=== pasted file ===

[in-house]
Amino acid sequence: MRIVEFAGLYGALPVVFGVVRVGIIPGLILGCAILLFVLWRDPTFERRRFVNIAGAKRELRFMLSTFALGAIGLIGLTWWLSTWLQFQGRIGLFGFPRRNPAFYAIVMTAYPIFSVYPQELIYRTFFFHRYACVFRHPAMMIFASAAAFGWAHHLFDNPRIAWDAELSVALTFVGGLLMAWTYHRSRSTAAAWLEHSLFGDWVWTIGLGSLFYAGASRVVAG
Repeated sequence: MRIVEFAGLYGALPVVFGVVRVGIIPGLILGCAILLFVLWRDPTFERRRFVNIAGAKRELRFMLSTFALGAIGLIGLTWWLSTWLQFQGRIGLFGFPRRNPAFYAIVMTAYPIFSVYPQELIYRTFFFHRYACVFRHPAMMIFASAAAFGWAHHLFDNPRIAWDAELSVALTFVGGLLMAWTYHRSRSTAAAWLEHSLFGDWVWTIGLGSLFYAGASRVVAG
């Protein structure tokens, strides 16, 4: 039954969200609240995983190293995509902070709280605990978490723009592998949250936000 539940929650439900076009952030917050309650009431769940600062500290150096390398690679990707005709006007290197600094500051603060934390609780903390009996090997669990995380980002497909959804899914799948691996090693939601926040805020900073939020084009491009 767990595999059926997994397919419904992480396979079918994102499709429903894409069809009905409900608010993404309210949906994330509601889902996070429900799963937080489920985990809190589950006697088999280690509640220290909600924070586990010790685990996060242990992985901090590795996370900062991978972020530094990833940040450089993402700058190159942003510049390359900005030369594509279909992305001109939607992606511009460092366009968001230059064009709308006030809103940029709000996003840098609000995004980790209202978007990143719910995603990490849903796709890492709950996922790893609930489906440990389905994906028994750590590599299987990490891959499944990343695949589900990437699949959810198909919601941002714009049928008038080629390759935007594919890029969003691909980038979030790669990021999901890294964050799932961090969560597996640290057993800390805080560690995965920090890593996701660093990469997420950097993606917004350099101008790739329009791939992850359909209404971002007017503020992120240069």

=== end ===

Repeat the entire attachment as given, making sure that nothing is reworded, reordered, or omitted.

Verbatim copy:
[in-house]
Amino acid sequence: MRIVEFAGLYGALPVVFGVVRVGIIPGLILGCAILLFVLWRDPTFERRRFVNIAGAKRELRFMLSTFALGAIGLIGLTWWLSTWLQFQGRIGLFGFPRRNPAFYAIVMTAYPIFSVYPQELIYRTFFFHRYACVFRHPAMMIFASAAAFGWAHHLFDNPRIAWDAELSVALTFVGGLLMAWTYHRSRSTAAAWLEHSLFGDWVWTIGLGSLFYAGASRVVAG
Repeated sequence: MRIVEFAGLYGALPVVFGVVRVGIIPGLILGCAILLFVLWRDPTFERRRFVNIAGAKRELRFMLSTFALGAIGLIGLTWWLSTWLQFQGRIGLFGFPRRNPAFYAIVMTAYPIFSVYPQELIYRTFFFHRYACVFRHPAMMIFASAAAFGWAHHLFDNPRIAWDAELSVALTFVGGLLMAWTYHRSRSTAAAWLEHSLFGDWVWTIGLGSLFYAGASRVVAG
């Protein structure tokens, strides 16, 4: 039954969200609240995983190293995509902070709280605990978490723009592998949250936000 539940929650439900076009952030917050309650009431769940600062500290150096390398690679990707005709006007290197600094500051603060934390609780903390009996090997669990995380980002497909959804899914799948691996090693939601926040805020900073939020084009491009 767990595999059926997994397919419904992480396979079918994102499709429903894409069809009905409900608010993404309210949906994330509601889902996070429900799963937080489920985990809190589950006697088999280690509640220290909600924070586990010790685990996060242990992985901090590795996370900062991978972020530094990833940040450089993402700058190159942003510049390359900005030369594509279909992305001109939607992606511009460092366009968001230059064009709308006030809103940029709000996003840098609000995004980790209202978007990143719910995603990490849903796709890492709950996922790893609930489906440990389905994906028994750590590599299987990490891959499944990343695949589900990437699949959810198909919601941002714009049928008038080629390759935007594919890029969003691909980038979030790669990021999901890294964050799932961090969560597996640290057993800390805080560690995965920090890593996701660093990469997420950097993606917004350099101008790739329009791939992850359909209404971002007017503020992120240069």